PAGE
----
I travel often for my work. I also travel with many props for my humane education programs. Periodically, my props elicit some alarm among the airport screeners, especially my fake cheeseburger nestled with my clothes in my suitcase. On my last trip, this concern about my cheeseburger resulted in every inch of my bag being checked for drug and explosive residues and the unpacking of almost everything in my suitcase to find the suspicious cheeseburger. (It should be noted that there is nothing illegal about traveling with a cheeseburger even if it were real, although admittedly it would be weird to have it in one’s suitcase, unwrapped, next to clothing.)
I’ve had lots of time to ponder airport screening procedures, given that all told I’ve sacrificed literally weeks of my life in screening lines, taking off my shoes, my coat, my sweater and my scarf; emptying my pockets; taking out my laptop and my toiletries; enduring the pat down of my head (I wear a barrette), which invariably messes up my hair (I can be vain); and periodically getting full body searches (so fun).
And I’ve come to the conclusion that the TSA as an approach to safety is insane. Despite what the sign reads as you await your turn in line (“We care about your safety!”) Let’s consider how many people have died in terrorist attacks in the U.S. on airplanes in the last decade.
I don’t want to diminish the horror of the 9/11 attacks in 2001, but let’s be reasonable. Think about how much taxpayer money has been expended on the TSA ($8 billion/year). Sometimes in the Bangor Airport (my home airport) there are more TSA workers than travelers in line. Think about how much lost productivity has been sacrificed to the time-consuming process of each person practically stripping to go through security. Think about how much toothpaste and shampoo and jam has been tossed into garbage cans because they came in containers over 3.4 ounces.
And then consider these statistics from the Centers for Disease Control and Prevention. Of the causes of death in the U.S. in 2010, these topped the list:
Heart disease: 597,689 deaths
Cancer: 574,743 deaths
Chronic lower respiratory diseases: 138,080 deaths
Stroke (cerebrovascular diseases): 129,476 deaths
Accidents (unintentional injuries): 120,859 deaths
Alzheimer’s disease: 83,494 deaths
Diabetes: 69,071 deaths
Nephritis, nephrotic syndrome, and nephrosis: 50,476 deaths
Influenza and Pneumonia: 50,097 deaths
Intentional self-harm (suicide): 38,364 deaths
So many hundreds of thousands of these deaths could be prevented by eating a plant-based diet, not smoking and exercising regularly. Yet not only do we fail to prevent them, our tax dollars actually promote unhealthy diets by subsidizing meat and dairy products and the school lunch program that dumps high fat animal foods into our schools. We also permit the advertising of these unhealthy foods along with the advertising of tobacco products and alcohol (alcohol is a large contributor to the number of deaths by accident).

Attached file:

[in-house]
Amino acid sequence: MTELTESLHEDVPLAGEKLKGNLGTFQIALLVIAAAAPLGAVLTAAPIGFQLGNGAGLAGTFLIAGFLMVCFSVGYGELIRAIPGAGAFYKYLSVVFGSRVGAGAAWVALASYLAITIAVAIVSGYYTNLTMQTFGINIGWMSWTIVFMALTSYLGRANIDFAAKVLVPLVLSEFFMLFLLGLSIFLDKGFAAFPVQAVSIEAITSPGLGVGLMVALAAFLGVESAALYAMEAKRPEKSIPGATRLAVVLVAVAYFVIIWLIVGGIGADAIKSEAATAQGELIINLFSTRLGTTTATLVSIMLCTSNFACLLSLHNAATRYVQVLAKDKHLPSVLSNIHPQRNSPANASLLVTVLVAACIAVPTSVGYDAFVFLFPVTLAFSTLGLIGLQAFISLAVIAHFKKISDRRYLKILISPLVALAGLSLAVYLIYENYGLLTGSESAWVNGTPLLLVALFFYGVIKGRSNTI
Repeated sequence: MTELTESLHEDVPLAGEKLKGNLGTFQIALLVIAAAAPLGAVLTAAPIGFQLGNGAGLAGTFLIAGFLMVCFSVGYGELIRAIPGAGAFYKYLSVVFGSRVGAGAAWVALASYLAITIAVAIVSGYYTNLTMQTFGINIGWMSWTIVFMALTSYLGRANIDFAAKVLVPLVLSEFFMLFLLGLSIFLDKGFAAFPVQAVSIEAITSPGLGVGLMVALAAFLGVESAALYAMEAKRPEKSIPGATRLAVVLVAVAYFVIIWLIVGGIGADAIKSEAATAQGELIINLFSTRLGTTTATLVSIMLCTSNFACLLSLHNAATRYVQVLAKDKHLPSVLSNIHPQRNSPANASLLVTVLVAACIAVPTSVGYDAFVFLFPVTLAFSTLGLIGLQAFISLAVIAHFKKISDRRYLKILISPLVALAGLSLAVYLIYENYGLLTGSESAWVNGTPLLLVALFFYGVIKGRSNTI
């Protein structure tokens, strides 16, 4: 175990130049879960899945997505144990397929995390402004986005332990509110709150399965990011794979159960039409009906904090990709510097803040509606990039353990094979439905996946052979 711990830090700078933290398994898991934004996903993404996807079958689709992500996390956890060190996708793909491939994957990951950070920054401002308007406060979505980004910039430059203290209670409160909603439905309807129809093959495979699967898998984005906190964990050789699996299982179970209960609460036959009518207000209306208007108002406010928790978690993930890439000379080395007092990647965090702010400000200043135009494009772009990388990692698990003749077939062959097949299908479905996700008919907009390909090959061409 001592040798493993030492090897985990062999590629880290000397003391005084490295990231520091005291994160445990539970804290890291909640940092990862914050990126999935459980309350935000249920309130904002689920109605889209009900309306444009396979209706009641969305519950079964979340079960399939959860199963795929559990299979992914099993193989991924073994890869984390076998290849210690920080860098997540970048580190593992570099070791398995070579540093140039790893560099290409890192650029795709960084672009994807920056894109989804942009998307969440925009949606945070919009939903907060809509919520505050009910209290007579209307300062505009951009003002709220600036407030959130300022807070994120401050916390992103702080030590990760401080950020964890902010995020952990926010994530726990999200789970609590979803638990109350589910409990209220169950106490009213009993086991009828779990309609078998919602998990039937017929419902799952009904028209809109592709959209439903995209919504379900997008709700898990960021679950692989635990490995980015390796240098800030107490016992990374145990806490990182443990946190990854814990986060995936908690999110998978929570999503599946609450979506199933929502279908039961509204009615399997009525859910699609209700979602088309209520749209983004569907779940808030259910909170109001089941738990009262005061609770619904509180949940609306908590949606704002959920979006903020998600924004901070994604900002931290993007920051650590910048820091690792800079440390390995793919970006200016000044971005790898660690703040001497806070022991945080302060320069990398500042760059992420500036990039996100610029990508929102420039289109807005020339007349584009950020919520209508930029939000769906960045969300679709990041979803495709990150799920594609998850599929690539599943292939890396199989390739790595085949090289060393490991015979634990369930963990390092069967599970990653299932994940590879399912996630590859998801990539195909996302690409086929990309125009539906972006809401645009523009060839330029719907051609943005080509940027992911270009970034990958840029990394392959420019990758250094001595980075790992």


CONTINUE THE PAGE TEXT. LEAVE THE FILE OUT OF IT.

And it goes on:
Something is terribly wrong when we spend $8 billion each year on the TSA when there has been not a single terrorist death on a plane in the U.S. in a decade, and yet we barely attempt to prevent the millions of deaths by certain foods, tobacco and alcohol – products either subsidized or promoted with hardly any restrictions.
That my fake cheeseburger – used to encourage critical thinking about our typical American diet – elicits actual alarm among airport screeners, while real life cheeseburgers served a few feet away in the airport elicit no concern at all, speaks to the failure of our society to think critically about the real challenges and problems of our time and the true dangers we face.
Zoe Weil is the president of the Institute for Humane Education, which offers the only graduate programs in comprehensive humane education, as well as online courses, workshops, and free resources. She is the author of Nautilus silver medal winner Most Good, Least Harm: A Simple Principle for a Better World and Meaningful Life; Above All, Be Kind; The Power and Promise of Humane Education; and Moonbeam gold medal winner Claude and Medea, about middle school students who become activists. She has given several acclaimed TEDx talks, including “The World Becomes What You Teach” and “Solutionaries” and blogs. Join her on Facebook and follow her on Twitter @ZoeWeil.
Read more: alcohol, critical thinking, dangers, food policy, global ethical issues, most good least harm, plant-based diet, public health, safety, security, smoking, subsidies, tsa standards, veganism
Image courtesy Zoe Weil
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